From there we usually walk down to the Village and nearby neighborhoods. We stopped at one of the Sixth Avenue flea markets, and there to my surprise was a good amount of books in boxes on tables against a church wall. I say surprise because these actually looked fresh to market. I gathered about a dozen circa early 1960s children’s books by the same author—all first editions with dust jackets, four of them signed, and, as I found out later, none of them listed online in that state. More on those some other time. It took awhile to find the purveyor. “How much for these?” He went to the copyright page of three or so, realized it was all the same deal, and then quoted $70 for the lot, expecting me to say $50 before his counter of $60. I said I would think about it while my wife watched the pile on the yellow chair in the accompanying photo. He said we could just leave them there and they would be fine, but that’s the kind of thing you learn not to do in this business. He also said he would hold them for us until the end of the day, another non-starter. I dug out one more by the same author and agreed to his price if he would throw it in, which he gladly did. Turns out they came from a Pennsylvania house and contents that was sold for non-payment of taxes, and this was their first time to market. “I knew they were good, but I didn’t think they were that good!” said this stall fellow, once he had his nickel on the dollar in hand. I had to lug them around the entire day, but they were fun to look at while waiting outside of this or that store.
After a great breakfast and more meandering, we found ourselves at the Patchin Place I’d read about. I’ve been very close by before, but it’s really tucked in and is sort of the last thing you would expect to see, even downtown where the scale is smaller. The brick row buildings went up around 1849, an iron gate was added in 1929, and the blind alleyway was threatened with extinction but saved as a landmark by feisty community activists including Ed Koch in 1969. There is a plaque where Cummings lived, and about which he wrote, “the topfloorback room at 4 Patchin Place. . .meant Safety & Peace & the truth of Dreaming & the bliss of Work.” When we wandered in we were the only ones in the courtyard, with its rich history, many moods, interesting tenants (including Marlon Brando, John Reed and Louise Bryant, and a host of authors and artists), and the last remaining gaslight (electrified but still working) in the City. You either like a spared Somewhere in Time place like this and the artsy-fartsy often openly flawed “elitists” who lived there or you don’t, or you should.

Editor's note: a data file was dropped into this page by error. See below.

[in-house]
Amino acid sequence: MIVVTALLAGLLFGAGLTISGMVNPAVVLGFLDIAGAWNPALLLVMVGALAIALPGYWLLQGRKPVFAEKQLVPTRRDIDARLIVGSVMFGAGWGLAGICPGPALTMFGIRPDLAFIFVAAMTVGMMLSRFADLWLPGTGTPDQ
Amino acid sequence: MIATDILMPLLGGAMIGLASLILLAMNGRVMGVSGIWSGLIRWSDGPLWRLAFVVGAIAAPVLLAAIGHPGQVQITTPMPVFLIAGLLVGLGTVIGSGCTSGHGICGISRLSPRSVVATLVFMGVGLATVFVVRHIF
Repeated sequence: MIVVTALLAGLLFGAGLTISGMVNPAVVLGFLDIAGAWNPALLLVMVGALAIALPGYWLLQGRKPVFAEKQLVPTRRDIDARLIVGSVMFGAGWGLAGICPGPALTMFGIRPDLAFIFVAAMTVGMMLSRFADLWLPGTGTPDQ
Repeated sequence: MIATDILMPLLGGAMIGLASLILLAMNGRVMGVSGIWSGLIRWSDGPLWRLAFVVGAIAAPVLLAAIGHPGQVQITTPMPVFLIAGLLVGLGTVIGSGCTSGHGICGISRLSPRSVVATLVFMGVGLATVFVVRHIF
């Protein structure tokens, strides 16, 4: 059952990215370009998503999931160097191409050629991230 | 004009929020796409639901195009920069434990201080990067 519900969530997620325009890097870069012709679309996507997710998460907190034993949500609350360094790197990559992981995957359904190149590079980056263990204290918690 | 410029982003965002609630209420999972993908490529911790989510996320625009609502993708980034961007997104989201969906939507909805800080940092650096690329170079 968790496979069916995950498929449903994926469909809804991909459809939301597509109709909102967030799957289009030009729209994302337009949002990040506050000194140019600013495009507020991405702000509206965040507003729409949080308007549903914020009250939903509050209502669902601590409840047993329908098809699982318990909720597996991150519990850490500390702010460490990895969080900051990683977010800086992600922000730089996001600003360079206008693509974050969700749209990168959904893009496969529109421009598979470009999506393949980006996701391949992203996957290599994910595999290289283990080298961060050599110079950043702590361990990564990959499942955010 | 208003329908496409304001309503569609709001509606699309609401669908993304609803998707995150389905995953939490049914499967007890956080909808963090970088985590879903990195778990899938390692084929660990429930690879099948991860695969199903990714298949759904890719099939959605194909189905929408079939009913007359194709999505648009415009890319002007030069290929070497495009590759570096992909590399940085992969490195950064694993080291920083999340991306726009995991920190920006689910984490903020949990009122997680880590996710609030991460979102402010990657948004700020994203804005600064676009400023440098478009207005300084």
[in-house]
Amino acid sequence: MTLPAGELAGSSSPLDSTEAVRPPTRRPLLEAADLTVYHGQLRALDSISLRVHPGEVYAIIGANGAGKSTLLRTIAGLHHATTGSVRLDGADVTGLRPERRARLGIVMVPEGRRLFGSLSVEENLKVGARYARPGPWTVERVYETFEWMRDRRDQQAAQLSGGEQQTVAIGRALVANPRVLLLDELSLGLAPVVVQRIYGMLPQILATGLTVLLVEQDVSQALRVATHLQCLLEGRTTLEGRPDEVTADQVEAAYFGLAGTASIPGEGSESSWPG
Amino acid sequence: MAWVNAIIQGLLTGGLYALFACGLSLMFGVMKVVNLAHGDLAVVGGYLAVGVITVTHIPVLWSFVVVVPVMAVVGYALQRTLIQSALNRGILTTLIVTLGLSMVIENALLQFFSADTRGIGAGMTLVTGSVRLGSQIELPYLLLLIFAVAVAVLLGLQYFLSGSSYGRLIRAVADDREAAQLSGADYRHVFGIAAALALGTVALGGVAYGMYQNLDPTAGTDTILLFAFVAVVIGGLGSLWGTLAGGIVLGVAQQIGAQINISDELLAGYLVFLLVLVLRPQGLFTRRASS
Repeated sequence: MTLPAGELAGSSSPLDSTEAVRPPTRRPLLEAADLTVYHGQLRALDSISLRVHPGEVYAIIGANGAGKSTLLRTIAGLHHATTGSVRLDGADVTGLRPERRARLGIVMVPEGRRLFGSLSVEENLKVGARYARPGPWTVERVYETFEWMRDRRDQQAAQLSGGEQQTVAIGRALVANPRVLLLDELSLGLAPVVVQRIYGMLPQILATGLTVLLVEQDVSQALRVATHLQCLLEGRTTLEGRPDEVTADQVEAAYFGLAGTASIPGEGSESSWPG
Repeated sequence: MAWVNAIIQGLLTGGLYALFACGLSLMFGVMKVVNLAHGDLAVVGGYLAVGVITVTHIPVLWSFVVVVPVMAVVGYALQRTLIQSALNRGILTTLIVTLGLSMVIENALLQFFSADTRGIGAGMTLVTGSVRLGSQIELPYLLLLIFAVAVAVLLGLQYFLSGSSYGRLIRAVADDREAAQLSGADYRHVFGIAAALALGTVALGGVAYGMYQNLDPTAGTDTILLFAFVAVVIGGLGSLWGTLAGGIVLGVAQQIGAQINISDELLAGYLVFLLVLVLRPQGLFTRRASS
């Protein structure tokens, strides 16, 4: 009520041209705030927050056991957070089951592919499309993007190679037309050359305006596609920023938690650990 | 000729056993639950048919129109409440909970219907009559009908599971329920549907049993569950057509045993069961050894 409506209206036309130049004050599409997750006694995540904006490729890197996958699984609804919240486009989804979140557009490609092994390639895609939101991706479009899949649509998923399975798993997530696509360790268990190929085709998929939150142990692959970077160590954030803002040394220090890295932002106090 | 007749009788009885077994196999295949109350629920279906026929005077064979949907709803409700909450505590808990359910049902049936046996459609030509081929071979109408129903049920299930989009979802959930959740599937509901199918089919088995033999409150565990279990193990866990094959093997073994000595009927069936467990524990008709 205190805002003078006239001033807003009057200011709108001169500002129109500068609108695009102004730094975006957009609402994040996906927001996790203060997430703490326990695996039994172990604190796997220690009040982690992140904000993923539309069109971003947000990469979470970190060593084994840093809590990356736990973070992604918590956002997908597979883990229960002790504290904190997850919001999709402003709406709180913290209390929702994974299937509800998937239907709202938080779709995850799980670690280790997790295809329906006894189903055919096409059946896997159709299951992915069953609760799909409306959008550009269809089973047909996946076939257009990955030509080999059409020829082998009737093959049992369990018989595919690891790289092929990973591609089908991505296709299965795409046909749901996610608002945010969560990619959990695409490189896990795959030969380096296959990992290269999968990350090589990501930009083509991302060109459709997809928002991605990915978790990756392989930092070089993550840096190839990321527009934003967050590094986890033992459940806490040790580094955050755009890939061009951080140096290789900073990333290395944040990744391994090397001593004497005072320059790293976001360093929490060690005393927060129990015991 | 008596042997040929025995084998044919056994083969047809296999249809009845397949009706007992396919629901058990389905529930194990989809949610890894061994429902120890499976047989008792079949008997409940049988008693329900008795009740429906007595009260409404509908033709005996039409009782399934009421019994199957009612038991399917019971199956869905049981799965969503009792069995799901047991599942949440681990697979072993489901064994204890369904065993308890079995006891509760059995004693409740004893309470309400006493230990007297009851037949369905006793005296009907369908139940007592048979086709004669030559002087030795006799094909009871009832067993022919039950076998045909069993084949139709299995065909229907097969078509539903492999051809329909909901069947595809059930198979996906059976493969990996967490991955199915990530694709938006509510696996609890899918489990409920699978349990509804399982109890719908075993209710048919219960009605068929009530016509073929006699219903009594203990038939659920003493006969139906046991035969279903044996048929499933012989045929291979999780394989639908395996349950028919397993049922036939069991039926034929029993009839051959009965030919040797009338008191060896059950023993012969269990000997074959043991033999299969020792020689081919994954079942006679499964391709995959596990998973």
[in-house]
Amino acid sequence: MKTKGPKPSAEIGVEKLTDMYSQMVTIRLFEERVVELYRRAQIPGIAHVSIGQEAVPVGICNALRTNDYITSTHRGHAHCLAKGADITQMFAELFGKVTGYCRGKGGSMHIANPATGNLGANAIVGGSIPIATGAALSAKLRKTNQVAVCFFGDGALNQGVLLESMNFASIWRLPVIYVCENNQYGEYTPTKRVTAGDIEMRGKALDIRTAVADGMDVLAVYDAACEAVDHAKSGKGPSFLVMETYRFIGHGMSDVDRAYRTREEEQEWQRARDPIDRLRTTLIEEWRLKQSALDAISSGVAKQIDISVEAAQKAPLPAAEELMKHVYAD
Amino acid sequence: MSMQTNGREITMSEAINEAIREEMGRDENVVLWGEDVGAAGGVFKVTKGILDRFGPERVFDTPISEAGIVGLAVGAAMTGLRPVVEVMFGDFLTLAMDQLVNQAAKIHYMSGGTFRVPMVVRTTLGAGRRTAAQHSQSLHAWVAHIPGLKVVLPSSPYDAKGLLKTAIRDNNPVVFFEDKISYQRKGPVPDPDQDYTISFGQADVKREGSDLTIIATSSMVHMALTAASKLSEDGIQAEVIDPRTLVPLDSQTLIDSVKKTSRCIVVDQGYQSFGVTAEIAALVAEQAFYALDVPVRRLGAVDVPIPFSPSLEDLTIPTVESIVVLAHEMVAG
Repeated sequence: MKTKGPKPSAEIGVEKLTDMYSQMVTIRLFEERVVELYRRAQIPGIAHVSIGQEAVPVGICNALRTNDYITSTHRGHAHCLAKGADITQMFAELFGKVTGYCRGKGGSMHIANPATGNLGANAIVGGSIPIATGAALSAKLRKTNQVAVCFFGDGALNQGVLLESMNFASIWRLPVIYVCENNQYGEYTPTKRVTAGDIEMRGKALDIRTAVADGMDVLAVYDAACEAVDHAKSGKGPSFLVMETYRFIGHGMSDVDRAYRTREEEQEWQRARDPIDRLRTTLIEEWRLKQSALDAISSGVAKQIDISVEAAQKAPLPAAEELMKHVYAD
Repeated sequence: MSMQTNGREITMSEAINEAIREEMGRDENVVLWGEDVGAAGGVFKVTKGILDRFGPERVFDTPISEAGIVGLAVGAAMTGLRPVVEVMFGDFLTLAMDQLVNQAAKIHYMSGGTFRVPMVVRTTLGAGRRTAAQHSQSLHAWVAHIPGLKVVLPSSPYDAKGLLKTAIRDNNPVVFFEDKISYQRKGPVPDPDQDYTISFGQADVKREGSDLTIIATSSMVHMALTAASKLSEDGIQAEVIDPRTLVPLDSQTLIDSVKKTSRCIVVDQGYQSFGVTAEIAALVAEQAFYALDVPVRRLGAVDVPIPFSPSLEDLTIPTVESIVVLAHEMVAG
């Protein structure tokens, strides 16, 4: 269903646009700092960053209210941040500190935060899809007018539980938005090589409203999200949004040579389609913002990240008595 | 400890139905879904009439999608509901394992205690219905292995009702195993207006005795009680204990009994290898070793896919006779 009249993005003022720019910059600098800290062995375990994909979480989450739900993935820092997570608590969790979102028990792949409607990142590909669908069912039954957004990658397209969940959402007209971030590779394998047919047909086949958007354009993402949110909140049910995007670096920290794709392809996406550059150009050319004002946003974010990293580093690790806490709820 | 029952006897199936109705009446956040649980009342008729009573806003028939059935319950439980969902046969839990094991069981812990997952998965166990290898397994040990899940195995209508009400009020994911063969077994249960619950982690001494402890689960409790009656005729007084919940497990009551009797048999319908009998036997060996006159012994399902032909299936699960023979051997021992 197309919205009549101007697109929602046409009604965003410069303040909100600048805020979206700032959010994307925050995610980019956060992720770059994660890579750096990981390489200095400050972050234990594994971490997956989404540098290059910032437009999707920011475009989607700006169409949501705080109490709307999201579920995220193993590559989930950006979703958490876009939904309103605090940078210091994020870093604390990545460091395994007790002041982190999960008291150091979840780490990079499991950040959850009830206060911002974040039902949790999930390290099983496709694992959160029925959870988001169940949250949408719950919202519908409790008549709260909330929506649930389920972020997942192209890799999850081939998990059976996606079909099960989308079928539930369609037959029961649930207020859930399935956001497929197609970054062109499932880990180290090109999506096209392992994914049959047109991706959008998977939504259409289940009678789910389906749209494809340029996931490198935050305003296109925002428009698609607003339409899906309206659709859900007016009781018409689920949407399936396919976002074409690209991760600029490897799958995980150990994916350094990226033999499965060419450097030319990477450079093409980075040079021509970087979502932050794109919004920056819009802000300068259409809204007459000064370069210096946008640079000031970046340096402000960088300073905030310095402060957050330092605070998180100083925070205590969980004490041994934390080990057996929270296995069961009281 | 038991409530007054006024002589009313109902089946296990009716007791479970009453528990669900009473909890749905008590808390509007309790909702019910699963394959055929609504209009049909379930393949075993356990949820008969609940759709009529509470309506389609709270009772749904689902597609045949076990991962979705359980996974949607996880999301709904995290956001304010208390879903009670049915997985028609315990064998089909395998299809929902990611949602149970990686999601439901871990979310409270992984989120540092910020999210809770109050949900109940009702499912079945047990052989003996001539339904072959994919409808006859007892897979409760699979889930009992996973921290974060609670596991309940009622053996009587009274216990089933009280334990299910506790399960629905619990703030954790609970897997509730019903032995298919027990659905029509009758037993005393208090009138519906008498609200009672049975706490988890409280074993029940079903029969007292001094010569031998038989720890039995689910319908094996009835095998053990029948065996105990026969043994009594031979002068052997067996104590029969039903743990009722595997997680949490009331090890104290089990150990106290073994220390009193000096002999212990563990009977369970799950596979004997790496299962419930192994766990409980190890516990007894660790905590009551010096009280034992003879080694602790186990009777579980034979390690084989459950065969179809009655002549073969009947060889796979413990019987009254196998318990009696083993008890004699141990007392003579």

Early Patchin Place resident John Cowper Powys wrote to his brother that the removal of the Jefferson Market Prison gave residents a nice view of such landmarks as the Singer Tower, the Woolworth Building, and a fabulous nearby clock tower. Wandering down to this castle-like building, which has been converted into a branch of the New York Public Library, and deciding against entering further with my bag of old books, I asked the security guard if it used to be a church, as I had never glimpsed the fantastic building as a whole. “A whore house,” came her reply. “Say what?,” somewhat shocked that even a New Yorker would give such an unadorned description with quite a number of patrons within earshot. “A whore house.” “Well,” I said, after a temporary loss for words, “they can be the same thing sometimes.” Only when we reached the adjacent jewel-like pocket garden and sat down to read the literature did we realize that she was saying “courthouse,” as in Jefferson Market Courthouse. They can be the same thing sometimes too.
Google and Google Image Patchin Place (though somebody has co-opted the name big time for plastic-looking pocket books with big polka dots) some time, or better yet, read about them, or best, pilgrimage.
Check out the Independent Online Booksellers Association Website